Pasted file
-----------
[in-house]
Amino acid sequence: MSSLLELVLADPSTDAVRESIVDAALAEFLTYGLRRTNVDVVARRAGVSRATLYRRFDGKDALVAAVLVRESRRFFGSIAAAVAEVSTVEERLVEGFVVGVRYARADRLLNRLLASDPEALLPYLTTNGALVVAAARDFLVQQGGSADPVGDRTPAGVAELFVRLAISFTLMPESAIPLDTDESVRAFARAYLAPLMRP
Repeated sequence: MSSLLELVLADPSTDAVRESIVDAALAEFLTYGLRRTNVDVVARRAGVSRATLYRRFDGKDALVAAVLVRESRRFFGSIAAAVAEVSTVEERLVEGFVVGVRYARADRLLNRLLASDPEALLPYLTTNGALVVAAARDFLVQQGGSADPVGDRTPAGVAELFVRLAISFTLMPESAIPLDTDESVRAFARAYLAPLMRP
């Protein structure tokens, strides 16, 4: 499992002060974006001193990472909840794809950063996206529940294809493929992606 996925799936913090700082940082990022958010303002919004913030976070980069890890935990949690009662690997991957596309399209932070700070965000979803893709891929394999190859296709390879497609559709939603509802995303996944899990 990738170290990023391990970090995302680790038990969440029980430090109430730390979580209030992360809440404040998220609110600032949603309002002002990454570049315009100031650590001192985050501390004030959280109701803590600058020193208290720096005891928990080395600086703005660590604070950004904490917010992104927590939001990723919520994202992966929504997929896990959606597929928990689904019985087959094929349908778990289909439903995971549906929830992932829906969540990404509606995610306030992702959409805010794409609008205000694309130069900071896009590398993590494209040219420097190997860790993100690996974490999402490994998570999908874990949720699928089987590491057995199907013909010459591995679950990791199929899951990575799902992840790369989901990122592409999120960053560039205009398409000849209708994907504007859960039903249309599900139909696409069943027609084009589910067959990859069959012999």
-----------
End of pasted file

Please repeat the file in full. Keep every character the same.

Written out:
[in-house]
Amino acid sequence: MSSLLELVLADPSTDAVRESIVDAALAEFLTYGLRRTNVDVVARRAGVSRATLYRRFDGKDALVAAVLVRESRRFFGSIAAAVAEVSTVEERLVEGFVVGVRYARADRLLNRLLASDPEALLPYLTTNGALVVAAARDFLVQQGGSADPVGDRTPAGVAELFVRLAISFTLMPESAIPLDTDESVRAFARAYLAPLMRP
Repeated sequence: MSSLLELVLADPSTDAVRESIVDAALAEFLTYGLRRTNVDVVARRAGVSRATLYRRFDGKDALVAAVLVRESRRFFGSIAAAVAEVSTVEERLVEGFVVGVRYARADRLLNRLLASDPEALLPYLTTNGALVVAAARDFLVQQGGSADPVGDRTPAGVAELFVRLAISFTLMPESAIPLDTDESVRAFARAYLAPLMRP
């Protein structure tokens, strides 16, 4: 499992002060974006001193990472909840794809950063996206529940294809493929992606 996925799936913090700082940082990022958010303002919004913030976070980069890890935990949690009662690997991957596309399209932070700070965000979803893709891929394999190859296709390879497609559709939603509802995303996944899990 990738170290990023391990970090995302680790038990969440029980430090109430730390979580209030992360809440404040998220609110600032949603309002002002990454570049315009100031650590001192985050501390004030959280109701803590600058020193208290720096005891928990080395600086703005660590604070950004904490917010992104927590939001990723919520994202992966929504997929896990959606597929928990689904019985087959094929349908778990289909439903995971549906929830992932829906969540990404509606995610306030992702959409805010794409609008205000694309130069900071896009590398993590494209040219420097190997860790993100690996974490999402490994998570999908874990949720699928089987590491057995199907013909010459591995679950990791199929899951990575799902992840790369989901990122592409999120960053560039205009398409000849209708994907504007859960039903249309599900139909696409069943027609084009589910067959990859069959012999």